Would you like a device that can scan barcodes and then inform you of what a particular product is with either text to speech tags or digital voice recordings? What about having the ability to go on the internet via wifi to access a large items database, go on Skype using the product’s camera, read items that don’t have a barcode and that aren’t in the database, and recognize currency? Well, the ID Mate Quest can perform all these tasks and more. This talking bar code scanner can help a blind or visually impaired person live a more independent and autonomous lifestyle and be less dependent on others for sighted assistance.
The ID Mate Quest can work with a variety of labels as well as a variety of products. Just scan the barcode and you can make a voice recording or have pieces of text read back to you. You can also have an extended database of products at hand using the on-board camera and an available wireless internet connection. In addition, the scanner comes with programmable barcodes, allowing the user to make their own labels on items without barcodes.
This amazing device comes with a built-in database of items. Some of these items include grocery items, CDs, health and beauty products, cleaning items, as well as a variety of other products. The database also has product instructions and warnings, as well as ingredient information. This information is not limited to only one country, either, and encompasses items from other countries as well. Since its database includes items from different countries, the ID Mate Quest can also operate in a variety of languages including English, German, French, and Spanish.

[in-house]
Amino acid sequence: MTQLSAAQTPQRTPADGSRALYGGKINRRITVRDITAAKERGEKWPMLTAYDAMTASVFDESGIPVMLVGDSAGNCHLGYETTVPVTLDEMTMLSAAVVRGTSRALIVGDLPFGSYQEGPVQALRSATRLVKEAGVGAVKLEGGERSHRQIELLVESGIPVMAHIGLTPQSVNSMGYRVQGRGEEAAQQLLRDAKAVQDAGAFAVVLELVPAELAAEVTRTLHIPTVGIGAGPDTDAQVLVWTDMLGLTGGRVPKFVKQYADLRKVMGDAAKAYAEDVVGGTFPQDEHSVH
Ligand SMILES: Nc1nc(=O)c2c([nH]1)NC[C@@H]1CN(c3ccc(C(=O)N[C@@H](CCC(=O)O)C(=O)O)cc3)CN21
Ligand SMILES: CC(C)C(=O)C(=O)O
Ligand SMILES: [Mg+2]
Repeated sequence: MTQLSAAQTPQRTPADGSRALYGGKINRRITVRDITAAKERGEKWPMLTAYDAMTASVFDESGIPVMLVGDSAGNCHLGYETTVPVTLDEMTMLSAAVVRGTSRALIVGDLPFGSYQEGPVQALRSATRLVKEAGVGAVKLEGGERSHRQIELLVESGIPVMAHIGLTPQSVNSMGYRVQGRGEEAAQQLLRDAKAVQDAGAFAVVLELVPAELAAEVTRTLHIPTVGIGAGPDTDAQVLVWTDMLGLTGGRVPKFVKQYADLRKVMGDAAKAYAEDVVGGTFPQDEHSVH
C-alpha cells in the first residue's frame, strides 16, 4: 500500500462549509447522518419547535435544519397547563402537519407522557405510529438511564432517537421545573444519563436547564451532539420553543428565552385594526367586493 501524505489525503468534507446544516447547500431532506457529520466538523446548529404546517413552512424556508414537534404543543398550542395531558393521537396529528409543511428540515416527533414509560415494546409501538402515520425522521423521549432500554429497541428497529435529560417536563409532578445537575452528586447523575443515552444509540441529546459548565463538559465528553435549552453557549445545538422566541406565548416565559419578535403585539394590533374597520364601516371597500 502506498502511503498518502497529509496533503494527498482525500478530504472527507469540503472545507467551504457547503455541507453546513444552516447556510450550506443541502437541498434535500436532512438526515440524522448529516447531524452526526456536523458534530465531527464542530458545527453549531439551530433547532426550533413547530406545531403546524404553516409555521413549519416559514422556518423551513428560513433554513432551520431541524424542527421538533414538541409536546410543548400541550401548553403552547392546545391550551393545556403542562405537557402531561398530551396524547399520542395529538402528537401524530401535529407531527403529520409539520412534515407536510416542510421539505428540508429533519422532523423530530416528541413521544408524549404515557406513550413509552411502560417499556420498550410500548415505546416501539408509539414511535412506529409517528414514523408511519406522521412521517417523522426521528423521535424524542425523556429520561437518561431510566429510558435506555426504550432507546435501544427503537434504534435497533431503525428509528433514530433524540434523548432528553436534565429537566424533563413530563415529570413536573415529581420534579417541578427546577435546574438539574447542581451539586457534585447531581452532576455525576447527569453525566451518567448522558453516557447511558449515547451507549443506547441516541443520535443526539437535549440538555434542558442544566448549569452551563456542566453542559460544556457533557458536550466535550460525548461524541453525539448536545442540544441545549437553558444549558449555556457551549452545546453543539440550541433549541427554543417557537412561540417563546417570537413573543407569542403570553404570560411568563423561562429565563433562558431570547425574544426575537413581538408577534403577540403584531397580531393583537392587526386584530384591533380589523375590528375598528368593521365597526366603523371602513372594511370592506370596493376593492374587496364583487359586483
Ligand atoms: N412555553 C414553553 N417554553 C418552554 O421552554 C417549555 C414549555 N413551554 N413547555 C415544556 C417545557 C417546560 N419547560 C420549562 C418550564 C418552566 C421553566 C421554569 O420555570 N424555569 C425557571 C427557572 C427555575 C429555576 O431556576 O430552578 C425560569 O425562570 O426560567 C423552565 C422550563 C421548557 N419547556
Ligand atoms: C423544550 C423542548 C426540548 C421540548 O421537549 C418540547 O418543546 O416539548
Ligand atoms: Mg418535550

The ID Mate Quest is a great product, but does have its drawbacks. To start, it’s on the pricy side at $1,299. This gives them some seriously stiff competition with available apps such as Digit-Eyes, which only costs $19.99, and has the ability to read barcodes in more languages than the ID Mate Quest. In addition, Digit-Eyes can read five types of barcodes, while the ID Mate Quest can only read one barcode type.
Another disadvantage of the ID Mate Quest lies with connectivity. Say that you’re in a grocery store and you want to identify a product, but don’t have access to a wireless internet connection and the product you want to identify isn’t in the database on the device. Well, the ID Mate Quest wouldn’t be much help to you.
As with other product identifiers, there’s still the problem of camera and object positioning, too. How would a totally blind person know how to position or angle the camera in order to identify the product in a timely manner? It could be very difficult. As a matter of fact, I could imagine people wasting quite a few minutes trying to position the camera correctly.
These are all issues that En-vision America will have to work on in order to improve this product. But with all of that said, it is still a decent device with a lot of features that could be very useful to blind consumers, and it’s great to see a company thinking outside of the box and getting creative.
For more information on the ID Mate Quest call En-vision America at 1-800-890-1180 or visit their website at: www.envisionamerica.com/products/idmate